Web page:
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Richard Charles Buchanan v. Matthew Cate


May 24, 2011


The opinion of the court was delivered by: Hon. Nita L. Stormes U.S. Magistrate Judge United States District Court




A. Procedural Background

On February 22, 2010, Petitioner Richard Charles Buchanan ("Petitioner"), a state prisoner proceeding pro se, filed a petition for writ of habeas corpus pursuant to 28 U.S.C. § 2254. Petitioner is a California prisoner serving a term of forty-five years to life plus ten years who is challenging his convictions for kidnapping for extortion, assault with a semi-automatic firearm, making a criminal threat, being a felon in possession of a firearm, transportation of a controlled substance, possession of a controlled substance for sale, and possession of a controlled substance. (Lodgment 7 at 1-2.)

On February 22, 2010, Petitioner filed a Petition for Writ of Habeas Corpus. [Docket No. 1.] On December 9, 2010, Petitioner filed the First Amended Petition ("FAP"), the active pleading in this case. [Docket No. 40.] On the same day, Petitioner moved to have exhibits from his original Petition attached to the FAP and that motion was granted on December 14, 2010. [Docket No. 43.] On March 9, 2011, Respondent filed an Answer to the FAP.*fn1 [Docket No. 51.] On March 24, 2011, Petitioner filed a Motion for Discovery [Docket No. 53.] On or about April 28, 2011, Petitioner filed a motion for Judicial Notice [Docket No. 60], a Motion for Sanctions [Docket No. 61], and a Motion to Compel Respondent to Comply with Order [Docket No. 63.] On May 9, 2011, Petitioner filed a Second Motion for Judicial Notice. The Court will address each of these motions in turn.

B. Grounds Asserted in the FAP

Petitioner asserts 11 claims in his petition: (1) the prosecutor used perjured testimony to obtain the conviction, in violation of Petitioner's rights to a fair trial and due process; (2) there was no probable cause or reasonable suspicion of criminal activity to support the detention of Petitioner's vehicle, in violation of Petitioner's right to be free of unreasonable searches and seizures; (3) the conviction was based on false wiretap evidence; (4) the state failed to disclose "Brady" evidence that it had in its possession; (5) judicial bias contributed to Petitioner's conviction, denying him of his due process and fair trial rights; (6) the excessive security imposed on Petitioner at trial was not reasonably necessary; (7) the conviction was obtained based on prosecutorial misconduct; (8) the scope of the expert gang evidence and expert opinion admitted was prejudicially erroneous, and/or defense counsel was ineffective in failing to object to the scope of the expert testimony; (9) counsel was ineffective based on a number of acts and omissions that deprived Petitioner of his sixth amendment right to counsel and right to a fair trial; (10) Appellate Counsel was ineffective for failing to raise Grounds 1-7 and 11 on direct appeal; and (11) the sentencing court exceeded its authority in imposing $10,000 fine of restitution. First Amended Pet'n at 6-9.*fn2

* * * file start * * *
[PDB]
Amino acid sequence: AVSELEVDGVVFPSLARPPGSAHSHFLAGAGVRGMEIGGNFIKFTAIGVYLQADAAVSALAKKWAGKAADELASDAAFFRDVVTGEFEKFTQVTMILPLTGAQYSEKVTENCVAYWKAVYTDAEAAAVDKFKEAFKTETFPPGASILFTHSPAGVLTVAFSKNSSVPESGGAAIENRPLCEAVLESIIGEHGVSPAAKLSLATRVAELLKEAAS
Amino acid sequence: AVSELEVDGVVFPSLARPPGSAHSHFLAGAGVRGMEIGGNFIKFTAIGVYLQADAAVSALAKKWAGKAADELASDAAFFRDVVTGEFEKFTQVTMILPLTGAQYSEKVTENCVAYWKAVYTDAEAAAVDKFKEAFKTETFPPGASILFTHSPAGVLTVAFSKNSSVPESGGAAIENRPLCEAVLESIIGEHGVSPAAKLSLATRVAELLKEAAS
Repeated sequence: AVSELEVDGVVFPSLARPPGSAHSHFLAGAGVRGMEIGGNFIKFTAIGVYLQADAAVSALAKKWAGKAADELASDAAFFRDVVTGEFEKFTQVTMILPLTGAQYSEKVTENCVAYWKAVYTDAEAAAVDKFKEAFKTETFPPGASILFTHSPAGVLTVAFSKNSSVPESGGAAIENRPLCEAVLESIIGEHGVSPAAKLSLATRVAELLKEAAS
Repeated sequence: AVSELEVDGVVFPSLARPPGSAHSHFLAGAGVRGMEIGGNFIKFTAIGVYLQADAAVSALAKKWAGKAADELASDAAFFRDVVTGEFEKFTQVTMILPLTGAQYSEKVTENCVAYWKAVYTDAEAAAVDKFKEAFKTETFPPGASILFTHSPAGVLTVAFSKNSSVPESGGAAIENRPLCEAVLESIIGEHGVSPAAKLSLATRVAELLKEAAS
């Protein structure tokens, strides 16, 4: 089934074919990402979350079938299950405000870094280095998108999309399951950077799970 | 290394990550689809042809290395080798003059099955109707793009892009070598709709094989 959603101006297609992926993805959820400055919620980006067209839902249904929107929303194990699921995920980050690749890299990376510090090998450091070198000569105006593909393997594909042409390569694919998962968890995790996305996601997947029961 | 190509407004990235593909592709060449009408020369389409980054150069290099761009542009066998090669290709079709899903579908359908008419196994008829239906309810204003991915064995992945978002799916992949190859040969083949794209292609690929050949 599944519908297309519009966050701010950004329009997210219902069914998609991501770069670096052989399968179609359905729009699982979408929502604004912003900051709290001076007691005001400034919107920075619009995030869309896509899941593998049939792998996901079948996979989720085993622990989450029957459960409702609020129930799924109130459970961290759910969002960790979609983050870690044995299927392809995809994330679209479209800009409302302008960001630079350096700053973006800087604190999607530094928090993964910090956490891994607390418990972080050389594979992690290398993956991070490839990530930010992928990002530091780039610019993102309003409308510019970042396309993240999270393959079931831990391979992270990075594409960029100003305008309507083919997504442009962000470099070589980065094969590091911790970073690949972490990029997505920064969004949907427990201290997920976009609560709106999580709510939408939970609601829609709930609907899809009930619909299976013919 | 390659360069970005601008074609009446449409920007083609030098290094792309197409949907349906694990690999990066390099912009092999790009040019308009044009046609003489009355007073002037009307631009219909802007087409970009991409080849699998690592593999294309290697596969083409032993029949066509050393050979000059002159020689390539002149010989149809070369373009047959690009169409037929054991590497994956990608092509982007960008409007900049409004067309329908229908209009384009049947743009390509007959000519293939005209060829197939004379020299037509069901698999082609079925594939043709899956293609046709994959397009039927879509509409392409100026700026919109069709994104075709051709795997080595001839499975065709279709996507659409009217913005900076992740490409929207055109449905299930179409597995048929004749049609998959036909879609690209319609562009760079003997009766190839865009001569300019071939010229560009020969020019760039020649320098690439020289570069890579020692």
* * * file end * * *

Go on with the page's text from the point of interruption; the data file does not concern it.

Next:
C. Factual Background

In July of 2004, a cooperating witness with the FBI gave Petitioner, a validated member or "Big Homie" of the Mexican Mafia, a cell phone with a wiretap in it. (California Court of Appeals Order Denial of Habeas Petition, Lodgement 7 at 3.) Rodney Brooks, an associate of the Mexican Mafia incarcerated at Donovan, was also given a cell phone with a wiretap in it. (Id.) Jessica Chavez was a correctional officer at Donovan State Prison ("Donovan") (Id. at 4.) Ernesto "Triste" Torres was an inmate at Donovon. (Id.) After Torres was released in May of 2004, he began a sexual relationship with Jessica Chavez. (Id.) After the relationship soured, Petitioner and Brooks were recorded on phone conversations directing Torres to stop contacting Chavez because she was the connection to doing business at Donovan. (Id. at 5.) Because of the threats recorded against Torres, the police set up surveillance of Chavez's residence and were aware that Torres was in a car with Petitioner and another associate, Parraz. (Lodgement 27 at 74-77.). Officer McGivor of the San Diego County Violent Crimes Task Force contacted Officer Javier Nunez, who was in a marked patrol unit, and asked him to stop the vehicle because they were afraid that Petitioner would kill Torres. (Lodgment 7 at 7, Lodgment 27 at). Officer Nunez stopped the car. In order to avoid revealing the existence of the wiretap to Petitioner, Officer Nunez told Petitioner that the car had been stopped due to their belief that a parolee at large was in the vehicle. (Lodgment 27 at 35.)

At the original criminal trial, Petitioner moved to suppress all evidence arising out of the traffic stop, arguing that the police had no reasonable suspicion to stop the car. (Lodgment 27 at 124-25.) Officers Nunez and McGivor testified at the hearing. (Lodgement 27 at 32-122.) The Court found that the evidence collected from the wiretaps provided sufficient probable cause to stop the car and denied the Motion to Suppress. (Id. at 128-130.)


A. First Motion For Judicial Notice